Limited space available. Application due on February 19th, 2016.

Tuesday
Jan122016

California parcel data download

Parcel data for California summary and download here. http://egis3.lacounty.gov/dataportal/2015/09/11/california-statewide-parcel-boundaries/

The data are not complete. But downloadable in geodatabase format. 

"A geodatabase with parcel boundaries for 51 (out of 58) counties in the State of California. The original target was to collect data for the close of the 2013 fiscal year. As the collection progressed, it became clear that holding to that time standard was not practical. Out of expediency, the date requirement was relaxed, and the currently available dataset was collected for a majority of the counties. Most of these were distributed with minimal metadata."

Tuesday
Jan052016

SNAMP project wrap-up: relationships made and lessons learned

The Sierra Nevada Adaptive Management Project SNAMP

Word cloud from our 31 recommendationsThe Sierra Nevada Adaptive Management Project is a joint effort by the University of California, state and federal agencies, and the public to study management of forest lands in the Sierra Nevada. This 10-year project to investigate the effects of vegetation management treatments implemented by the Forest Service on fire risk, wildlife, forest health, and water in two areas in the Sierra Nevada, in the Sierra National Forest and the Tahoe National Forest. A lasting solution to forest management must engage stakeholders and promote active public participation in all phases of the process, including the development, interpretation, and incorporation of research-based information in the adaptive management decision making process.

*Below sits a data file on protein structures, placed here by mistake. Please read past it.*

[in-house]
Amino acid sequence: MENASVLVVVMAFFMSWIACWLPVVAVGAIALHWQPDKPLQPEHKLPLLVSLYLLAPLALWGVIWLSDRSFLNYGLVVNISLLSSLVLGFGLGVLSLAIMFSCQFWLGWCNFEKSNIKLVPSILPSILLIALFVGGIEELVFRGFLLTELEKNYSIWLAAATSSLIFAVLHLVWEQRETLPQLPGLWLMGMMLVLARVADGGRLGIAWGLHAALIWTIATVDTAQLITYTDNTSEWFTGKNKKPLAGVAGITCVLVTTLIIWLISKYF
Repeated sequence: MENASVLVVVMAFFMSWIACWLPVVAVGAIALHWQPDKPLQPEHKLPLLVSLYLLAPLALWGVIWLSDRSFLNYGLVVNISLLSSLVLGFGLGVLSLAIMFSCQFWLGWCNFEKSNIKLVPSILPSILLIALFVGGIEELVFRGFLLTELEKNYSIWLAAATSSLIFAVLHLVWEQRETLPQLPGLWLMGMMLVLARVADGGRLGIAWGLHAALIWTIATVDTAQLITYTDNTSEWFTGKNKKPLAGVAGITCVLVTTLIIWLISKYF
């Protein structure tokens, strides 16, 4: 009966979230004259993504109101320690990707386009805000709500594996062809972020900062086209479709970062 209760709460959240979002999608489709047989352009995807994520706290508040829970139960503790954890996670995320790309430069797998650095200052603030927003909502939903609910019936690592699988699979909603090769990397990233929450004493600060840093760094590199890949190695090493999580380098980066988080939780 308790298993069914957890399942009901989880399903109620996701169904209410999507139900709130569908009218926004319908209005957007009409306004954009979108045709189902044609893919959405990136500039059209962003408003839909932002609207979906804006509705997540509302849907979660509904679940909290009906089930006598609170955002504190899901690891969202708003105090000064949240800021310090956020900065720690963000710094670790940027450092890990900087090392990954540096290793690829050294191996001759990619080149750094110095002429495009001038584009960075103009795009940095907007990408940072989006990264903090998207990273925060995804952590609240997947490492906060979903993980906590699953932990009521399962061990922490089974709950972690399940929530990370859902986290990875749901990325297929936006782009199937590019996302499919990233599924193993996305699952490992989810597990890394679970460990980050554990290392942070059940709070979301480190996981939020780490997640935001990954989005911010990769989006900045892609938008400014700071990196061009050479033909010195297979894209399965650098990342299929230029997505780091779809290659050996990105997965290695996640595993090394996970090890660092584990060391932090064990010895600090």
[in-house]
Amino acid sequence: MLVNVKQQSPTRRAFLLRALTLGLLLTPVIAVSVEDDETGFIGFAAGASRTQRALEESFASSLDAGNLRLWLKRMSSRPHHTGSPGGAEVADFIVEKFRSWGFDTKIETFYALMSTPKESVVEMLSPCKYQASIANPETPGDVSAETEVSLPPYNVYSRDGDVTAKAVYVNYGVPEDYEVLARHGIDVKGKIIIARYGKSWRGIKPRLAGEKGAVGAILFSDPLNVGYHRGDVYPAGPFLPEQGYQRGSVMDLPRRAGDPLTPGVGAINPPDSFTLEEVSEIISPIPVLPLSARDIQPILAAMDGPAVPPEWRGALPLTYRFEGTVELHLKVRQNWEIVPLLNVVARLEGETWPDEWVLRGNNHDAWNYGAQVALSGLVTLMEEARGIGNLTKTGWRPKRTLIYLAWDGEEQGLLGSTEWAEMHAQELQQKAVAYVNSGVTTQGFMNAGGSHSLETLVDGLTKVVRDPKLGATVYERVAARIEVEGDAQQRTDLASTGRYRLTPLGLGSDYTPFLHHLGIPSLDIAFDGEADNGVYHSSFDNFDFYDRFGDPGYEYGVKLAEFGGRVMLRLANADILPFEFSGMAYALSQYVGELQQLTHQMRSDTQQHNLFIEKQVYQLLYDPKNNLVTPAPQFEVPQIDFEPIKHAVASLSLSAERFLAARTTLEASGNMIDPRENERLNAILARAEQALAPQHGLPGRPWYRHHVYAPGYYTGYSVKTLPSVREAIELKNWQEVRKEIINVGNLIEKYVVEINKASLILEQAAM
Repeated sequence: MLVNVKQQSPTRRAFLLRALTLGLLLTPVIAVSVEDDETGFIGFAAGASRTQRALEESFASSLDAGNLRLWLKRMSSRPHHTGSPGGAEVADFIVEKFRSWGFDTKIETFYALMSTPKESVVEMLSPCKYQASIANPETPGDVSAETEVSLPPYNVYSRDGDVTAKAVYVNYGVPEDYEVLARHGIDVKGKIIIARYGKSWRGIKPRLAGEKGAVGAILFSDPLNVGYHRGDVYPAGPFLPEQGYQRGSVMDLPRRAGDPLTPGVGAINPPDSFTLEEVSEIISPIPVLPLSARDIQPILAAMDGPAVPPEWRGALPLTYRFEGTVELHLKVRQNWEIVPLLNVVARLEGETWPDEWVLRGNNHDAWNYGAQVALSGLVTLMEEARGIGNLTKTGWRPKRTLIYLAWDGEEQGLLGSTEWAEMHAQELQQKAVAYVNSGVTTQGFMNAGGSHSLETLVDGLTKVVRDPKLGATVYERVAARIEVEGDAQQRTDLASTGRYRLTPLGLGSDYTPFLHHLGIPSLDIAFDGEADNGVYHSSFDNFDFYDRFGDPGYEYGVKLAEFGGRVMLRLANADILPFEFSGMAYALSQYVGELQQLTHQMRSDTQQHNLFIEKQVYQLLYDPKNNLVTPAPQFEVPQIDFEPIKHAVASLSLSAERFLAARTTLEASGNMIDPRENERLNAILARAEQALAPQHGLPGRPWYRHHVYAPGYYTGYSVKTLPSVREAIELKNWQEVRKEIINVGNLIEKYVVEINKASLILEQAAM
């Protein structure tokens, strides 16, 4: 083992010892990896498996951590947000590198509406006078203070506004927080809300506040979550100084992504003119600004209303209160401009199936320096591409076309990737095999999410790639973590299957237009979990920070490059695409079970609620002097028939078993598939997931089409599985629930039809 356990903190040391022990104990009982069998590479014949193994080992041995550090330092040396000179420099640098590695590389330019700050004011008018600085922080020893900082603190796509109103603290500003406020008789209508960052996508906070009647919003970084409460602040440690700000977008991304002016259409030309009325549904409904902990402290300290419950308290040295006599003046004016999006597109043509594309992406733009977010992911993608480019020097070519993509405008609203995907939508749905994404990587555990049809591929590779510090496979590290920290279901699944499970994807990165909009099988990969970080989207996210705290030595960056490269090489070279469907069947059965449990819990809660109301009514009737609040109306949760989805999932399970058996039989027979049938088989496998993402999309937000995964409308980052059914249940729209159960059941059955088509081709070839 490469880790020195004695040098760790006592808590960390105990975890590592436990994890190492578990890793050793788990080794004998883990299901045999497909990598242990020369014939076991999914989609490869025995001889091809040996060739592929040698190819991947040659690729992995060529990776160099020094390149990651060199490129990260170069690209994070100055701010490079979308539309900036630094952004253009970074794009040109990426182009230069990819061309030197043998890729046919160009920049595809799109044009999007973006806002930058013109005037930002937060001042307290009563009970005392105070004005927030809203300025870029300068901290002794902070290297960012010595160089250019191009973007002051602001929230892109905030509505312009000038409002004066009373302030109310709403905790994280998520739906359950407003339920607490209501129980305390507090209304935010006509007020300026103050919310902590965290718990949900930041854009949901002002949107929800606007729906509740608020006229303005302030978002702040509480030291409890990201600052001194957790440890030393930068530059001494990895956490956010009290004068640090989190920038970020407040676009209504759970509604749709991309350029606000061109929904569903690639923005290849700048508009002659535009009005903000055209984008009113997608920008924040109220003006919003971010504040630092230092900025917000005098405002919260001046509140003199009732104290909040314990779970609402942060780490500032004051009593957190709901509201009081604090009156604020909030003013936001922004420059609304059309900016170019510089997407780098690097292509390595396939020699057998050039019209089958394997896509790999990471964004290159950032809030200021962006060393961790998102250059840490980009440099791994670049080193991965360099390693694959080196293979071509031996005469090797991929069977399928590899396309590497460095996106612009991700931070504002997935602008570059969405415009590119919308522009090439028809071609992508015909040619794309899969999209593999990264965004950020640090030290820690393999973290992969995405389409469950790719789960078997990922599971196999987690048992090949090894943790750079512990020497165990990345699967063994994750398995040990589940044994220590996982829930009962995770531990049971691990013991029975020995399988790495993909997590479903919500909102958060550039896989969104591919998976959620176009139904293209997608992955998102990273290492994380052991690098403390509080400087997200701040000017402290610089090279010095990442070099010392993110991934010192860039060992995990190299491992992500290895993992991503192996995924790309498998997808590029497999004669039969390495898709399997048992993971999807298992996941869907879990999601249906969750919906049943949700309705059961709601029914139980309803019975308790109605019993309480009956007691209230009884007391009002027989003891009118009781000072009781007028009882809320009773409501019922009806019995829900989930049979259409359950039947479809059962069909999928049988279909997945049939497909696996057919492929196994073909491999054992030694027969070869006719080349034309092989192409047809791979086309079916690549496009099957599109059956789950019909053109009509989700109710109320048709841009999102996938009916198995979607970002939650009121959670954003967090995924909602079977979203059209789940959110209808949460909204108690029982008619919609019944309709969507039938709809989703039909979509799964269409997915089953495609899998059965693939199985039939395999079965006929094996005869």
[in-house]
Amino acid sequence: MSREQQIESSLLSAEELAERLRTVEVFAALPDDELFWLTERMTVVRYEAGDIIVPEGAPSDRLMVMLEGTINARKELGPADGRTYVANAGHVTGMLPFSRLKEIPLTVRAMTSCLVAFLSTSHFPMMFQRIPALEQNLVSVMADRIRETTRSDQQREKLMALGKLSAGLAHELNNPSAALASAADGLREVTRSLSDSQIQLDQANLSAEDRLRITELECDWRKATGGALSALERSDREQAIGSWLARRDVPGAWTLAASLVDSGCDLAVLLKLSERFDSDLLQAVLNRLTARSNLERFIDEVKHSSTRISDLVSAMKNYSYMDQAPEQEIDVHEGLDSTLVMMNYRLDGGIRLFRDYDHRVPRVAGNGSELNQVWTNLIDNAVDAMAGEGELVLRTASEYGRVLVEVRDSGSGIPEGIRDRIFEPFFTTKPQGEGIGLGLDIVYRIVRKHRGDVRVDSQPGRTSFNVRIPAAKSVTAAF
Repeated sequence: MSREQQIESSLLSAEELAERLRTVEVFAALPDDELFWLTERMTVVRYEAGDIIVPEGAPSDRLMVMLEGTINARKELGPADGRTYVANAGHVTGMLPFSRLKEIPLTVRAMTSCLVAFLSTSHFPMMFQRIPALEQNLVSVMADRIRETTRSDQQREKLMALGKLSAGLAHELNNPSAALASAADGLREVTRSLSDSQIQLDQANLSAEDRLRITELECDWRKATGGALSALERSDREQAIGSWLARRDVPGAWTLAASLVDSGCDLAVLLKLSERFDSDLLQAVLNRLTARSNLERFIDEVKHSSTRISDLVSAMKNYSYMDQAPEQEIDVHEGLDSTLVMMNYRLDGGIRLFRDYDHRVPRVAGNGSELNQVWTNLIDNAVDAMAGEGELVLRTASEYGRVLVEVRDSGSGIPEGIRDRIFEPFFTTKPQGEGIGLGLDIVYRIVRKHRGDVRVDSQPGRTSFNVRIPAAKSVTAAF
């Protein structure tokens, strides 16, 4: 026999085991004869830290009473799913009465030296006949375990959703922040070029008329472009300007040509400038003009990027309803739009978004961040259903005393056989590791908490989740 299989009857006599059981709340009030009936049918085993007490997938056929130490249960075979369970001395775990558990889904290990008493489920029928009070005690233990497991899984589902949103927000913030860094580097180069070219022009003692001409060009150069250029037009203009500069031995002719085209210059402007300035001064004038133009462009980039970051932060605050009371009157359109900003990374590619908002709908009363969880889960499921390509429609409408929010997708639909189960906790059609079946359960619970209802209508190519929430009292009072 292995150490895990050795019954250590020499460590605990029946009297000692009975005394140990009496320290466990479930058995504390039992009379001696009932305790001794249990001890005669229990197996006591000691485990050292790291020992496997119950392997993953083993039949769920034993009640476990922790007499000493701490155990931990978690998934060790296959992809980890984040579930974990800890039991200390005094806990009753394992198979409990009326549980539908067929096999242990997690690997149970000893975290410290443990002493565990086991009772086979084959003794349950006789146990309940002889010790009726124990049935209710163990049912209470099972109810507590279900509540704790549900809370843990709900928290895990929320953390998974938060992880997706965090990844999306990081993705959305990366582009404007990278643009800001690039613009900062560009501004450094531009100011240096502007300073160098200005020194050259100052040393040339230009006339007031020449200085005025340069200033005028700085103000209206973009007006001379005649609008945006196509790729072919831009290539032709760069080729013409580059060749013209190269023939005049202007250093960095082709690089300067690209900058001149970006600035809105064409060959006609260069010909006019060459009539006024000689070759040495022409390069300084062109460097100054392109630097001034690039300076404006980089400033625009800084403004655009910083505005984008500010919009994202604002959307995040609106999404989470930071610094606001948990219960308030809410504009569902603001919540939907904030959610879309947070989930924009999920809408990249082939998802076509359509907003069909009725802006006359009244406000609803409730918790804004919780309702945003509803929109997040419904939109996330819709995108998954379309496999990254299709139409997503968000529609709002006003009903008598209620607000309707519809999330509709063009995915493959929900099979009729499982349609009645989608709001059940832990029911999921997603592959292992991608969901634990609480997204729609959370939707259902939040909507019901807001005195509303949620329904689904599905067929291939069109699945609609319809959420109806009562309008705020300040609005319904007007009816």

My group was involved in both the spatial analysis work and public participation efforts. It has been a great honor to work on this project, as well as being a tremendous learning experience. Two wonderful dissertations from my lab have resulted from this research: Marek Jakubowski and Shufei Lei. So many students and staff worked on the project during its 10 year run: Qinghua Guo was instrumental to the project from UC Merced; Ken-ichi Ueda began work on the website in the early years of the project; Shasta Ferranto added years of insightful work on the public participation team; everyone in the lab participated in some way to the outcomes; and we all learned so much and made tremendous networks of expertise and knowledge across the state.